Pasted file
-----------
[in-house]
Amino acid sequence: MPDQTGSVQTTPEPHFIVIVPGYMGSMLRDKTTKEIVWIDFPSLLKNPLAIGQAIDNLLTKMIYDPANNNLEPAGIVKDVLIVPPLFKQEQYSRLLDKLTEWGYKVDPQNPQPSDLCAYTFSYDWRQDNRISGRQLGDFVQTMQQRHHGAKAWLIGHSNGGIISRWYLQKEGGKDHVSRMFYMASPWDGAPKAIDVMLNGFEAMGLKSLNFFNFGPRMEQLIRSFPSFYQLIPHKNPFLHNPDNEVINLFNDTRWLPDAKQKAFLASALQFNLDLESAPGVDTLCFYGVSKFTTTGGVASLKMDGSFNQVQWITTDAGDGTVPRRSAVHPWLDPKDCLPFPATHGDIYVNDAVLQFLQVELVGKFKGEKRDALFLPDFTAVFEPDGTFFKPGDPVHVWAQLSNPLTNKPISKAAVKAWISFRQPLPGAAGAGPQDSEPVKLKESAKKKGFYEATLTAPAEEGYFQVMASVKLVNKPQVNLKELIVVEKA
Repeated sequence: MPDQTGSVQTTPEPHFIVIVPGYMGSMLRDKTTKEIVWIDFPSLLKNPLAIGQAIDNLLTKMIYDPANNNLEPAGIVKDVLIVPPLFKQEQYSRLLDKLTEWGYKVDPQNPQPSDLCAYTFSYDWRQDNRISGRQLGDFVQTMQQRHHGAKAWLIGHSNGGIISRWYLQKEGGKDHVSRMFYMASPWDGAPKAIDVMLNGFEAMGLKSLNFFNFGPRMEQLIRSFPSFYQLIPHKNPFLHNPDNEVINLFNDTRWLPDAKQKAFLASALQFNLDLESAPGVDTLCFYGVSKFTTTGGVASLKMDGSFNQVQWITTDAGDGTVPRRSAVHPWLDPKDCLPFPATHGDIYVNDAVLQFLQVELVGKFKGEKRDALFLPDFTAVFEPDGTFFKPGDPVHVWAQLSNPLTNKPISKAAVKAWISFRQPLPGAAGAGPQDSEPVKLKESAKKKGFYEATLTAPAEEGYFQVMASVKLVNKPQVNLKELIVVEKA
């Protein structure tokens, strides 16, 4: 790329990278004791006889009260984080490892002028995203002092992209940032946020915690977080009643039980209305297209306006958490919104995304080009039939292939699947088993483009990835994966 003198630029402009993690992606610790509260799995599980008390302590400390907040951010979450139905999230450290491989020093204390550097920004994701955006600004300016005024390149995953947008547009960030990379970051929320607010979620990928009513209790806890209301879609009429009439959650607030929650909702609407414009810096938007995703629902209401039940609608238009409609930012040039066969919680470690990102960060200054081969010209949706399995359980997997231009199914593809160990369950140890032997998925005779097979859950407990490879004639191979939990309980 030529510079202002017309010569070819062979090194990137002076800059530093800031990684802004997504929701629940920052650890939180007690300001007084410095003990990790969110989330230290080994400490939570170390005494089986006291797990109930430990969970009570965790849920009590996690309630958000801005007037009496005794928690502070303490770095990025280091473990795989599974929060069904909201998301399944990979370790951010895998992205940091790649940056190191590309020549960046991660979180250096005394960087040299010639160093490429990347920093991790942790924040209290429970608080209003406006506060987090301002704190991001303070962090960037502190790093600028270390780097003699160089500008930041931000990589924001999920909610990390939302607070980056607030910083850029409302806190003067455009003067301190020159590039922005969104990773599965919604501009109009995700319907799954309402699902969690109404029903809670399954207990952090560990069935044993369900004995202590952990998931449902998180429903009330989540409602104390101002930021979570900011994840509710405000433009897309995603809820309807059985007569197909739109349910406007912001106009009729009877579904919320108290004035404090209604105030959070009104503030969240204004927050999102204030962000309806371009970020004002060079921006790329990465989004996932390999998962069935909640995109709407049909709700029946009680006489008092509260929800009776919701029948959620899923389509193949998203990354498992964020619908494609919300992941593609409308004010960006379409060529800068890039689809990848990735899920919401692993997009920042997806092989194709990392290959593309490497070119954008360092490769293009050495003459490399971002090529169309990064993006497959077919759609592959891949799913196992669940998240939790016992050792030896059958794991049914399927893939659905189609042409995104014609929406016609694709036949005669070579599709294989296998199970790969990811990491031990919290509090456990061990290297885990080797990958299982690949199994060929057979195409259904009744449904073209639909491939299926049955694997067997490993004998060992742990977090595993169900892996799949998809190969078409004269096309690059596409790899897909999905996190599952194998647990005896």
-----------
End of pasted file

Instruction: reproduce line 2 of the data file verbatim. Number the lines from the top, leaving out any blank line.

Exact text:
Amino acid sequence: MPDQTGSVQTTPEPHFIVIVPGYMGSMLRDKTTKEIVWIDFPSLLKNPLAIGQAIDNLLTKMIYDPANNNLEPAGIVKDVLIVPPLFKQEQYSRLLDKLTEWGYKVDPQNPQPSDLCAYTFSYDWRQDNRISGRQLGDFVQTMQQRHHGAKAWLIGHSNGGIISRWYLQKEGGKDHVSRMFYMASPWDGAPKAIDVMLNGFEAMGLKSLNFFNFGPRMEQLIRSFPSFYQLIPHKNPFLHNPDNEVINLFNDTRWLPDAKQKAFLASALQFNLDLESAPGVDTLCFYGVSKFTTTGGVASLKMDGSFNQVQWITTDAGDGTVPRRSAVHPWLDPKDCLPFPATHGDIYVNDAVLQFLQVELVGKFKGEKRDALFLPDFTAVFEPDGTFFKPGDPVHVWAQLSNPLTNKPISKAAVKAWISFRQPLPGAAGAGPQDSEPVKLKESAKKKGFYEATLTAPAEEGYFQVMASVKLVNKPQVNLKELIVVEKA